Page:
As predicted here, interim President Bill Wagner sent out a letter about decisions made at last week’s trustee meeting. The entire letter is below the break. Biggest news:
Williams is ending its no-loan policy.
It now seems prudent to reintroduce modest loans for some aided students, beginning with the class that enters in the fall of 2011. No current students will be affected; neither will those who enter this fall. As before, families below a certain income, and with typical assets, will not be expected to borrow at all. Others will be offered loans on a sliding scale up to a maximum size that will again be among the lowest in the country. After four classes have entered through this program, it will make available about $2 million per year.
Shocking and depressing news. Comments:
1) Note how the College buys off current students. If there really are any students interested in demonstrating some leadership when it comes to economic equality, they should fight this issue hard. Contact me if you want advice on how to challenge the powers-that-be. Williams could/should still cut millions of dollars from its budget. Why not make those cuts first before making this change?
2) If there are about 1,000 Williams students on financial aid, then this would suggest that each of them is taking out a loan of $2,000 each year, for $8,000 total over the course of their education. But some (many?) students will not be expected to take out loans. So, I expect the number to be closer to $2,500. Before Williams went no-loans, I think that the maximum expected amount over four years was around $12,000. So, this represents an improvement.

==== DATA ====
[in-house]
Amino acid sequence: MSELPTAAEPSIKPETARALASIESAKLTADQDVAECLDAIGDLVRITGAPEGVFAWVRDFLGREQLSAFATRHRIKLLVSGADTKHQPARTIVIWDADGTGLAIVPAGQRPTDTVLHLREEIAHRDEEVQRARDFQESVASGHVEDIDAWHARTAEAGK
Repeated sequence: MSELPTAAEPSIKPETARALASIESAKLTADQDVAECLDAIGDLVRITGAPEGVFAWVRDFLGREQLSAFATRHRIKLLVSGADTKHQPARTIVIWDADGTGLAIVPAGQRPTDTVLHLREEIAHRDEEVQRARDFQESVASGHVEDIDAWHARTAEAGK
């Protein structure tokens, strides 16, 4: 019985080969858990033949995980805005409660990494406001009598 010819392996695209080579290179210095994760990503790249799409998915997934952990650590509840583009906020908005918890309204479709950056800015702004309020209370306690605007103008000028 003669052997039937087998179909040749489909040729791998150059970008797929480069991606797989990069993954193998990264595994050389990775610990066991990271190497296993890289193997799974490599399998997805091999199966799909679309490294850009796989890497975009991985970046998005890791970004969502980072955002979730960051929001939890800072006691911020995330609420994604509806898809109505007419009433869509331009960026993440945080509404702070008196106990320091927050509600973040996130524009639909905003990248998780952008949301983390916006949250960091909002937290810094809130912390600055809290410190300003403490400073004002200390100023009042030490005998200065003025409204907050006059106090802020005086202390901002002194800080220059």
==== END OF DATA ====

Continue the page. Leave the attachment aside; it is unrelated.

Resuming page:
3) Now that Williams has made this change, you can bet that Amherst (and other schools?) will follow. Indeed, do you think that there were any discussions across schools ahead of time? Overlap anyone . . .
4) I am shocked that Williams would make such a change for such a (relatively) small dollar payback. $2 million per year is not a lot, in the context of the College’s total budget. And it sure seems that reversing this policy sends an unfortunate signal about what Williams really cares about. It would not be hard to gather stories from the graduates of 5 or 10 years ago about how having thousands of dollars of debt after Williams shaped, in unfortunate ways, their career choices.